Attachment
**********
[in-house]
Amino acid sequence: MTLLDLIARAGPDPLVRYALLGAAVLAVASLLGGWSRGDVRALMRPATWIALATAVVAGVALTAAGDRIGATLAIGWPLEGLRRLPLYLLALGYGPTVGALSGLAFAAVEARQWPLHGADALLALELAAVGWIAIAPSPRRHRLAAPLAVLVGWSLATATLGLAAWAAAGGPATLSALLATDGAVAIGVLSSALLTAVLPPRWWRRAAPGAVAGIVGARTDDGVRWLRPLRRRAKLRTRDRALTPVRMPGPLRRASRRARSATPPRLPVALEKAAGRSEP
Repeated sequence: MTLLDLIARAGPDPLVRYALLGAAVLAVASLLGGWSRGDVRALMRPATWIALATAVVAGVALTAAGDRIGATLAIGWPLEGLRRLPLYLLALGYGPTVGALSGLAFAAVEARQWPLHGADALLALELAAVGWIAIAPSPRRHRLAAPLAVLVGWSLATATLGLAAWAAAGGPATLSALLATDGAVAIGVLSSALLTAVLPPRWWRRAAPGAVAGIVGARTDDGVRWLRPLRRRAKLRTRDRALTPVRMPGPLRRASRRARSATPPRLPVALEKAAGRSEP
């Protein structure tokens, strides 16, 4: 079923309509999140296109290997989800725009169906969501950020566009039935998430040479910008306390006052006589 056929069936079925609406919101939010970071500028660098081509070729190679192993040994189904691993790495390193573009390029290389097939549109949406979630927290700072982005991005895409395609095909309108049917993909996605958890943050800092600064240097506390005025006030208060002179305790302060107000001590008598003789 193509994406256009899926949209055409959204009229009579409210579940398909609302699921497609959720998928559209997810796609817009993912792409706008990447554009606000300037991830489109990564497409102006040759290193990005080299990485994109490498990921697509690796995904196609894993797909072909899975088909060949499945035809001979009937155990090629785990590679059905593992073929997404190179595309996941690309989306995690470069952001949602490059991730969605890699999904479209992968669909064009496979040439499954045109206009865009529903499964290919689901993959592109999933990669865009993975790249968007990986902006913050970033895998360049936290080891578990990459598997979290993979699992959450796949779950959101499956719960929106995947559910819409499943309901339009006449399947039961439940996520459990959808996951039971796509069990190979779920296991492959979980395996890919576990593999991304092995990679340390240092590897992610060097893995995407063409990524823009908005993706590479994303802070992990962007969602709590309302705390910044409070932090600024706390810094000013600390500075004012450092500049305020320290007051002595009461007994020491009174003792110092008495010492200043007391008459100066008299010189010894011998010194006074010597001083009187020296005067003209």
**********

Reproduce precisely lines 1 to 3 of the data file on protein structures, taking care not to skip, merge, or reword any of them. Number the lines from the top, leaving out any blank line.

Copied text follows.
[in-house]
Amino acid sequence: MTLLDLIARAGPDPLVRYALLGAAVLAVASLLGGWSRGDVRALMRPATWIALATAVVAGVALTAAGDRIGATLAIGWPLEGLRRLPLYLLALGYGPTVGALSGLAFAAVEARQWPLHGADALLALELAAVGWIAIAPSPRRHRLAAPLAVLVGWSLATATLGLAAWAAAGGPATLSALLATDGAVAIGVLSSALLTAVLPPRWWRRAAPGAVAGIVGARTDDGVRWLRPLRRRAKLRTRDRALTPVRMPGPLRRASRRARSATPPRLPVALEKAAGRSEP
Repeated sequence: MTLLDLIARAGPDPLVRYALLGAAVLAVASLLGGWSRGDVRALMRPATWIALATAVVAGVALTAAGDRIGATLAIGWPLEGLRRLPLYLLALGYGPTVGALSGLAFAAVEARQWPLHGADALLALELAAVGWIAIAPSPRRHRLAAPLAVLVGWSLATATLGLAAWAAAGGPATLSALLATDGAVAIGVLSSALLTAVLPPRWWRRAAPGAVAGIVGARTDDGVRWLRPLRRRAKLRTRDRALTPVRMPGPLRRASRRARSATPPRLPVALEKAAGRSEP